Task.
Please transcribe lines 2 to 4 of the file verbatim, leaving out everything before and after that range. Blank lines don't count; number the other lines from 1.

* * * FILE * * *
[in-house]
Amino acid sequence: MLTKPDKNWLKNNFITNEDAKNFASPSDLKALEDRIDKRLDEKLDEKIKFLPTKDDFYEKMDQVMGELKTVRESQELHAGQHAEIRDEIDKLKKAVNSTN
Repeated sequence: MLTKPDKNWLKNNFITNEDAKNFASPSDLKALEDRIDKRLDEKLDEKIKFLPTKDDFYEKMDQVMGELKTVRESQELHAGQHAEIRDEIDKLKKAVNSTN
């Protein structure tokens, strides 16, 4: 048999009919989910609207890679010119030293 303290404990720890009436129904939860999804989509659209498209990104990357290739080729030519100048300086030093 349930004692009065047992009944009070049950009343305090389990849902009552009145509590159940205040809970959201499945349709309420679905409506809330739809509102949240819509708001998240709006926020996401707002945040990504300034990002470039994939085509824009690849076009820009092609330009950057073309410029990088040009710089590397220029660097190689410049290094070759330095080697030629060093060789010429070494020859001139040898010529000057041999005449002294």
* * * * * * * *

Amino acid sequence: MLTKPDKNWLKNNFITNEDAKNFASPSDLKALEDRIDKRLDEKLDEKIKFLPTKDDFYEKMDQVMGELKTVRESQELHAGQHAEIRDEIDKLKKAVNSTN
Repeated sequence: MLTKPDKNWLKNNFITNEDAKNFASPSDLKALEDRIDKRLDEKLDEKIKFLPTKDDFYEKMDQVMGELKTVRESQELHAGQHAEIRDEIDKLKKAVNSTN
């Protein structure tokens, strides 16, 4: 048999009919989910609207890679010119030293 303290404990720890009436129904939860999804989509659209498209990104990357290739080729030519100048300086030093 349930004692009065047992009944009070049950009343305090389990849902009552009145509590159940205040809970959201499945349709309420679905409506809330739809509102949240819509708001998240709006926020996401707002945040990504300034990002470039994939085509824009690849076009820009092609330009950057073309410029990088040009710089590397220029660097190689410049290094070759330095080697030629060093060789010429070494020859001139040898010529000057041999005449002294």